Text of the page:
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Withdrawal Signs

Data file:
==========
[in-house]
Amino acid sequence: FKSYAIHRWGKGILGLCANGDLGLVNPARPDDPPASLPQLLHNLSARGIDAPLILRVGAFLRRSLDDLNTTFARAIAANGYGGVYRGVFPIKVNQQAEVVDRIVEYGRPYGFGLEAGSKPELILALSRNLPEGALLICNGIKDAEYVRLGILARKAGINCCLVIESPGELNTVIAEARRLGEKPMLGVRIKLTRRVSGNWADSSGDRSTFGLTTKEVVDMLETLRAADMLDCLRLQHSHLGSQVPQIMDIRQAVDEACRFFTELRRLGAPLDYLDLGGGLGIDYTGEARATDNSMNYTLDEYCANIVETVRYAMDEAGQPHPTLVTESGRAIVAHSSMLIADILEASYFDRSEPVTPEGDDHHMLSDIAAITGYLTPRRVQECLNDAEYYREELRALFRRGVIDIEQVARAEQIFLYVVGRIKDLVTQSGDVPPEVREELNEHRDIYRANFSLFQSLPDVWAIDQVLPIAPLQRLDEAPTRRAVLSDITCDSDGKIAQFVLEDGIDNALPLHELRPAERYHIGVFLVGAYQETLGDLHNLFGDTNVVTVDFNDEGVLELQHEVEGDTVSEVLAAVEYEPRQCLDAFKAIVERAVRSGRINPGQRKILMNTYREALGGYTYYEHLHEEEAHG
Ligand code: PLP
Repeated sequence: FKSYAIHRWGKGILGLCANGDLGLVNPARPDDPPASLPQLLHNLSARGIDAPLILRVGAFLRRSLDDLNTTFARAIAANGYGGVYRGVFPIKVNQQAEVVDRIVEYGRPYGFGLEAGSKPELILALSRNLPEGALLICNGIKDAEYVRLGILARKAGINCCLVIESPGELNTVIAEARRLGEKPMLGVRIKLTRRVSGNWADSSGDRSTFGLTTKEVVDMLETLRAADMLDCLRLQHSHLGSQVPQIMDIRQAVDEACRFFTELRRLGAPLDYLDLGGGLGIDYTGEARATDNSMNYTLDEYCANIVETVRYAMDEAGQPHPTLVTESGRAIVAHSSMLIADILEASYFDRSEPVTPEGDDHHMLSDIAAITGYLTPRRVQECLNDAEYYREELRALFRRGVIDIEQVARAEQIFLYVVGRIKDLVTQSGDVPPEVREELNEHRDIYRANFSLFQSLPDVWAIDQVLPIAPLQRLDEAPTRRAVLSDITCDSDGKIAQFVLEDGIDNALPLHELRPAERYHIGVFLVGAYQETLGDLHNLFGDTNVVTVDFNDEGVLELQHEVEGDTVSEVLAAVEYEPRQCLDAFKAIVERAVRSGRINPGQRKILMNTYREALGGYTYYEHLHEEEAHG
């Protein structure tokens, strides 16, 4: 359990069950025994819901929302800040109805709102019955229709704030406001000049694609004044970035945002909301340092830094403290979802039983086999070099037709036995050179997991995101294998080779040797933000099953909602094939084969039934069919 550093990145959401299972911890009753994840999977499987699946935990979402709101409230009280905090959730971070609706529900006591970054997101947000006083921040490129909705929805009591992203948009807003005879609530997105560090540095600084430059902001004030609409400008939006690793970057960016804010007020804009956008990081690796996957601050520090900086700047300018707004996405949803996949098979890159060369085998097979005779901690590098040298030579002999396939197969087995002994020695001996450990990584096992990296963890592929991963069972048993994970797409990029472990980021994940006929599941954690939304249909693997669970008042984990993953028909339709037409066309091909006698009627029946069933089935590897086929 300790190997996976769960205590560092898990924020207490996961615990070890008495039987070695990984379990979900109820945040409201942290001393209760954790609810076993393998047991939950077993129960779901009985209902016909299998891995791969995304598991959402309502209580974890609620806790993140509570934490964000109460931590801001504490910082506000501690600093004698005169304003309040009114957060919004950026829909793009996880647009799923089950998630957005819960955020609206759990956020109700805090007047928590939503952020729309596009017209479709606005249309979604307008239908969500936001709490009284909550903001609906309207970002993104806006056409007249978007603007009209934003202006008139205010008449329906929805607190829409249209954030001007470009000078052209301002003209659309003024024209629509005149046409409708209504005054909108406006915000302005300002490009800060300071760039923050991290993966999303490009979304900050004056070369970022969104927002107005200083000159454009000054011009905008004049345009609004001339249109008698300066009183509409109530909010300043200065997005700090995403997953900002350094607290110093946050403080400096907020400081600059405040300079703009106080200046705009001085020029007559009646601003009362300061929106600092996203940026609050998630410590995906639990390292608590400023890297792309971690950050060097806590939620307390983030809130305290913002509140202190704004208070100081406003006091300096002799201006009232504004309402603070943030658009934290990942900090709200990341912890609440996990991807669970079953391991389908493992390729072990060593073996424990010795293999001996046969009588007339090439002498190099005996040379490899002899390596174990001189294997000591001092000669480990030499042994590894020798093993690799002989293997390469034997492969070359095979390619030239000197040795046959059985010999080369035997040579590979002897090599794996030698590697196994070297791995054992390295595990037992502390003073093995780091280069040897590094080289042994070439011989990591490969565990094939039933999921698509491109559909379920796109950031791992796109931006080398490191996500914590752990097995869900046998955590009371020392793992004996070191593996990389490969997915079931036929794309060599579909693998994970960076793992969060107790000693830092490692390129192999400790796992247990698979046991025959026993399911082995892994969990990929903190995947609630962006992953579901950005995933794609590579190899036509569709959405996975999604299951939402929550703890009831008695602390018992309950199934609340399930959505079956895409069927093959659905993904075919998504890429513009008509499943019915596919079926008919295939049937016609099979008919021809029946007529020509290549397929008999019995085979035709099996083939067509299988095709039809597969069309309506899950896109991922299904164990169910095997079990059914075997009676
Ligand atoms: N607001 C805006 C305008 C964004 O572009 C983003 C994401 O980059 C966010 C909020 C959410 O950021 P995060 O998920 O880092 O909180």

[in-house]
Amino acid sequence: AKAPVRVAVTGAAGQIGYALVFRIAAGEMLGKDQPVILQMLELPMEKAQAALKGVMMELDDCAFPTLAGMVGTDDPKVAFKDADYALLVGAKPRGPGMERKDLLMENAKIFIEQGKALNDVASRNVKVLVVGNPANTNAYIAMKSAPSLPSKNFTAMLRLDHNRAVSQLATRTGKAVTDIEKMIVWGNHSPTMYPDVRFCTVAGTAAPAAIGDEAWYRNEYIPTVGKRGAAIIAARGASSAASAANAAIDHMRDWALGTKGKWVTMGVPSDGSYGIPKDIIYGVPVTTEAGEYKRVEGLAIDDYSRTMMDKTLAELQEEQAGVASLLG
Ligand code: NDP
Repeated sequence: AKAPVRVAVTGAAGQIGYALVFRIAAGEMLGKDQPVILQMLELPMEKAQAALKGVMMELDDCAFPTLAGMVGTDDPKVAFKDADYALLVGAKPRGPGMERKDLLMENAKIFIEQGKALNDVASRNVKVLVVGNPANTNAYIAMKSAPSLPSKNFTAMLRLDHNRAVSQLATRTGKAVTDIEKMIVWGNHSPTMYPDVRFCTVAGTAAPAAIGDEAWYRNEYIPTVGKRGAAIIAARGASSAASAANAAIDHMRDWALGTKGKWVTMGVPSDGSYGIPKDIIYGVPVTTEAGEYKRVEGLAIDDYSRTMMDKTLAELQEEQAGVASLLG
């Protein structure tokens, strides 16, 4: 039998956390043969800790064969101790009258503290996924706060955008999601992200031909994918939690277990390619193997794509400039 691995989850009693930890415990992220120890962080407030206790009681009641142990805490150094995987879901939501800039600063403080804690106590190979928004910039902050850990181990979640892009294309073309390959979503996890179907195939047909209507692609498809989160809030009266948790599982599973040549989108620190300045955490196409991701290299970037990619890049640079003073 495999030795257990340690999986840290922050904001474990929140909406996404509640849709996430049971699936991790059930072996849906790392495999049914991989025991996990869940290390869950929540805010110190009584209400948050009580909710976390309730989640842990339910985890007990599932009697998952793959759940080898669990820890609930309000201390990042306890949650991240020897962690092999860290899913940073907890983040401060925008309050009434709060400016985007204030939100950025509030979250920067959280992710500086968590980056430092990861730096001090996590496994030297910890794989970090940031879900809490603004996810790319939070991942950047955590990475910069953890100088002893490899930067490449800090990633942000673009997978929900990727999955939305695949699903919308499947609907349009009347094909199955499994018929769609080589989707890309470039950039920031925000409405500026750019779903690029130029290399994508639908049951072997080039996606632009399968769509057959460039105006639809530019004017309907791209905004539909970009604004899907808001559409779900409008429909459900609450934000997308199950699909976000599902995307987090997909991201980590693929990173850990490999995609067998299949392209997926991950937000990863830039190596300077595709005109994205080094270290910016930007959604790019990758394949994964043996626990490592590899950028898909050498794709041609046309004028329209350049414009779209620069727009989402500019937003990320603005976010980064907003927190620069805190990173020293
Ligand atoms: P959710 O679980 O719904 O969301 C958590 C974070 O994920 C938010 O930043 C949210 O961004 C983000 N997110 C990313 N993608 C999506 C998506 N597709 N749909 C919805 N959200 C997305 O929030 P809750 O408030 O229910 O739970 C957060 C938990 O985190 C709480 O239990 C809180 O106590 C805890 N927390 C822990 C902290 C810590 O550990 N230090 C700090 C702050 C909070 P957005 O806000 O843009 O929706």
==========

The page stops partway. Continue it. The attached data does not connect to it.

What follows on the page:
Many addicts wish to stop using various addictive substances but their resolve often waivers due to the side effect of various withdrawal signs that they experience as they abstain from using the drug or other harmful substance. The signs and symptoms of withdrawal depend on the substance that is being withdrawn and how long and how intensely the addict was using the addictive substance. Withdrawal signs are common symptoms that are experienced during the detox phase of addiction treatment, but they can occur in any addict who has started to go without their addictive substance after a certain amount of time and these signs can vary widely. Some can be quite severe and life threatening. Alcohol Withdrawal signs often manifest themselves in a wide variety of symptoms and can vary in their intensity just like the signs of withdrawal from many other substances. Alcohol withdrawal is really one of the most difficult withdrawals any addict can go through. Mild withdrawal or moderate withdrawal signs in alcoholics usually include mild shaking, nausea and night sweats as well as migraines, agitation, depression and other modifications of mood. More dangerous withdrawal signs associated with alcohol withdrawal can be life threatening and include hallucinations, convulsions and seizures. These withdrawal symptoms will become progressively worse within 48 hours after the alcoholic has consumed their last drink. Delirium tremens, or the DTs may also begin within 3 to 5 days and appear as confusion, hyperactivity and extreme blood pressure hikes. Medication does not prevent DTs and heart attack may occur, as well as stoke, respiratory collapse, coma and death. Heroin is another addictive substance that can produce significant, painful Withdrawal signs as the heroin is withdrawn. Withdrawal symptoms often start around 12 hours after the last injection and continue for around 4 days. Physical symptoms of heroin Withdrawal include temperatures that alternate between hot sweats and chills, insomnia and lack of appetite. Diarrhea, body aches and flu-like symptoms can also be very common heroin withdrawal signs and can lead to pain, debilitation and dehydration. In some cases the dehydration that is produced during various withdrawal symptoms can lead to abnormalities in cardiac rhythm due to the loss of potassium and other nutrients that stabilize and control the electric impulses in the heart. This can in some cases lead to heart attack, heart failure or death. Prescription painkillers can also produce difficult and painful withdrawal symptoms as addicts start to from medications such as OxyContin and Lortab, which contain a powerful narcotic called hydrocodone. Hydrocodone withdrawal signs last 1 to 3 days normally and can include cravings, irritability, sweats, nausea, diarrhea and vomiting. As in Heroin withdrawal, any withdrawal symptom of diarrhea and vomiting can lead to rapid destabilization of the addict and lead to heart attack or death. Cocaine is a highly addictive substance that both stimulates the pleasure center of the brain, as well as raises blood pressure and heart rate. Cocaine is mentally addicting, and affects the release of dopamine within the brain so that addicts start to rely on the substance for feelings of well-being and happiness. Symptoms begin within 24 hours of withdrawal and include depression, intense cravings, disturbed sleep, muscle pain and agitation. While the physical effects of withdrawal can be painful and dangerous, the psychological withdrawal symptoms can be longer and more difficult to overcome, as the addict has developed a dependency on the substance. In addition to intense cravings that can last for years, addicts of all kinds must deal with the triggers and circumstances that caused them to turn to the substances in the first place. Whether it’s constant pain or childhood traumas, educational therapy through individual and group counseling as well as support groups and other supportive networks will remain important to the addict for the rest of their lives so that they can be successful in beating their addiction and continuing to live addiction free.